Don’t blame Pakistan’s judges for relying more on Quran than rule of law to acquit Asia Bibi of blasphemy charges.
It’s appalling that a 21st-century judgment acquitting Christian woman Asia Bibi of blasphemy charges should read like a religious text itself— but that’s exactly how the Supreme Court of Pakistan penned the verdict releasing her, after wrongly imprisoning her for nine and a half years.
The judgment began with “Qalma-e-Shahdat” and ended with the Hadith of the Prophet. To pre-empt criticism from religious groups, Justice Saqib Nisar, reading out the judgment, quoted one verse after another from the Quran praising Prophet Mohammad and agreed that those who dishonour the Prophet should be handed the death penalty.
However, he explained that in this case, several witnesses had contradicted each other and the prosecution case was weak. To reinforce the acquittal of Asia Bibi, he quoted from the Hadith: “Beware! Whoever is cruel and hard on a non-Muslim minority, or curtails their rights, or burdens them with more than they can bear, or takes anything from them against their free will; I (Prophet) will complain against the person on the day of judgement”.
Nobody knows why the judges had to rely more on religious texts to protect an innocent Christian minority woman than on the basic tenets of internationally accepted rule of law. But don’t blame Pakistan’s judges for that.
The real blame lies with the rise of the religious Right and the support extended to it by successive governments— civilian or military. The first major success of religious extremists in Pakistan was the declaring of Ahmadis as non-Muslims in 1974, when Zulfikar Ali Bhutto was at the helm of affairs. But the rot set in much earlier, when the Pakistan constituent assembly declared the country to be an Islamic Republic despite vehement opposition and boycott of proceedings by minority members in 1949.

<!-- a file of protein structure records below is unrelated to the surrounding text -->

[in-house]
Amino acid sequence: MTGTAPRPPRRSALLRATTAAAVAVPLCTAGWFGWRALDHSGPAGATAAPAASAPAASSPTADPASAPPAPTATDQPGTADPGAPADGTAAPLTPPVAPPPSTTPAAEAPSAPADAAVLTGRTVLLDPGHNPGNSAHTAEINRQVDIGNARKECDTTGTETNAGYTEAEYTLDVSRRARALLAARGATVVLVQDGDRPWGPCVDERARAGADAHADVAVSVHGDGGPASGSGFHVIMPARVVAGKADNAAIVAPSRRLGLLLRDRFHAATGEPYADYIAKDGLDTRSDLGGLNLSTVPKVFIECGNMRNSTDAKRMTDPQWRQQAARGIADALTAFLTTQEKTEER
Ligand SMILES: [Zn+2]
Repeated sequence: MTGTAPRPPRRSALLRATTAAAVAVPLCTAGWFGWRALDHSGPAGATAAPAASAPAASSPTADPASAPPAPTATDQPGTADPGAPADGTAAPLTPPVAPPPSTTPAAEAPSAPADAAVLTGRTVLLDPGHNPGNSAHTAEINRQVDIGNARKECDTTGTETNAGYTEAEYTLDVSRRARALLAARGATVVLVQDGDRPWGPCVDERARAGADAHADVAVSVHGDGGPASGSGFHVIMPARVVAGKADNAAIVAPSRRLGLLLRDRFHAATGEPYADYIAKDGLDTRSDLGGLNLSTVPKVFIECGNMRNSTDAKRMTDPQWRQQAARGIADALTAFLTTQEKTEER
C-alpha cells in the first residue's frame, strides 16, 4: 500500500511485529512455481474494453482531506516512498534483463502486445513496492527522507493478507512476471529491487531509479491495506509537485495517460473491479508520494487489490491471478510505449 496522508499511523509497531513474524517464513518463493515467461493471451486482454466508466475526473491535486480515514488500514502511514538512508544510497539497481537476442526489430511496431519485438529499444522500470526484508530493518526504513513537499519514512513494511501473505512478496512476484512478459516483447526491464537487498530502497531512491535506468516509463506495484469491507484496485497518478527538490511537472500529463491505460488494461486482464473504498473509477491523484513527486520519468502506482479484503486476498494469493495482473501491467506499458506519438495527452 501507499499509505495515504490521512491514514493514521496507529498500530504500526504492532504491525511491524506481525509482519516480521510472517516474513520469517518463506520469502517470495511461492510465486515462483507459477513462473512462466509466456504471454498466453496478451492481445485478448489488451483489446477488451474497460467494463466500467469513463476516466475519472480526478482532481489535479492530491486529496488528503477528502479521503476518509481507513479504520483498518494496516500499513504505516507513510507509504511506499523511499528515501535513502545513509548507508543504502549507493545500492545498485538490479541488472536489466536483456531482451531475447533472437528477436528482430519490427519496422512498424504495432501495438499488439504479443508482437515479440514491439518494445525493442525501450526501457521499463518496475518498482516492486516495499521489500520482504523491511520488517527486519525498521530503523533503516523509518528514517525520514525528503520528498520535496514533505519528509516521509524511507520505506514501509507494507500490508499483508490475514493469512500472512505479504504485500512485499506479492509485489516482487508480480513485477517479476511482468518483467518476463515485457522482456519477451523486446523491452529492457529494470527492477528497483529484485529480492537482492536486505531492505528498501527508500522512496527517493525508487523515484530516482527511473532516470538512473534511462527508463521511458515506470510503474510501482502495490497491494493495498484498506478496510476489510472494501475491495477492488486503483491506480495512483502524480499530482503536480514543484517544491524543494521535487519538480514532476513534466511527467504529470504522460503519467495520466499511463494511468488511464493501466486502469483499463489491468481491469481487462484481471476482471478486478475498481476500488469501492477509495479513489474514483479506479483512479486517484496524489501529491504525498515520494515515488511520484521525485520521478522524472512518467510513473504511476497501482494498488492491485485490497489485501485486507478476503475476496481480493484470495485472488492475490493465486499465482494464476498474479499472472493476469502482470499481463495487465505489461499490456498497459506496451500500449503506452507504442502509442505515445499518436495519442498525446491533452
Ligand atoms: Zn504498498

The world has been repeatedly told for the last 70 years that Islam is Pakistan’s ideology.
The Asia Bibi case was a huge challenge for the government. On one hand, internationally, Christian groups had been critical for the alleged denial of justice to Asia Bibi. On the other, parties like the Tehreek-e-Labbaik Pakistan (TLP) had vowed to wreak havoc if the judgment was unfavourable. And it did.
Amidst immediate street protests by the TLP after the judgment, the organisation called for bringing down the new Imran Khan government and death to all three judges. “They all three deserve to be killed. Either their security should kill them, their driver kill them, or their cook kill them,” a TLP member said during a protest in Lahore. The TLP also declared Pakistan army chief Qamar Javed Bajwa a non-Muslim worthy of being killed and called upon troops to mutiny against him.
In a televised speech Wednesday night, Prime Minister Imran Khan supported the Supreme Court’s decision and warned TLP not to create disturbances. But Imran Khan is naïve if he thinks that he can threaten these extremist groups into silence through a simple TV broadcast. These groups have tasted power, have access to weapons and have cohabited with the army for its regional ambitions.
The threat can’t just be brushed aside because the TLP has street and muscle power, which can paralyse the functioning of the government and throw normal life in Pakistan out of gear. The appetite of this organisation is only growing. It garnered over 21 lakh votes in the general elections held in 2018. Earlier, in November 2017, it demonstrated its strength and withdrew its sit-in near Islamabad only after law minister Zahid Hamid resigned. Later, its activist shot at interior minister Ahsan Iqbal and injured him.
The fear of reprisals by religious groups is so rampant that after the TLP’s threat to his life, the Chief Justice said on 1 November: “I and our all bench members are lovers of the Prophet and our faith is incomplete without our faith in our Prophet”.
“Many judges recite durood-e-shareef as they sit in their chambers,” Justice Nisar said.
Even Imran Khan had to first establish his religious credentials before warning the TLP in the address. This may not help. Only a secular narrative and approach to all issues of governance can help in controlling the monstrous religious groups in Pakistan today. Rather than succumbing to the demands of the TLP, as the government was compelled to do in November last year, it is time to call its bluff by enforcing rule of law to protect life and property of citizens and government.
The author is a former intelligence official who has served in the Indian High Commission in Islamabad and in Kashmir.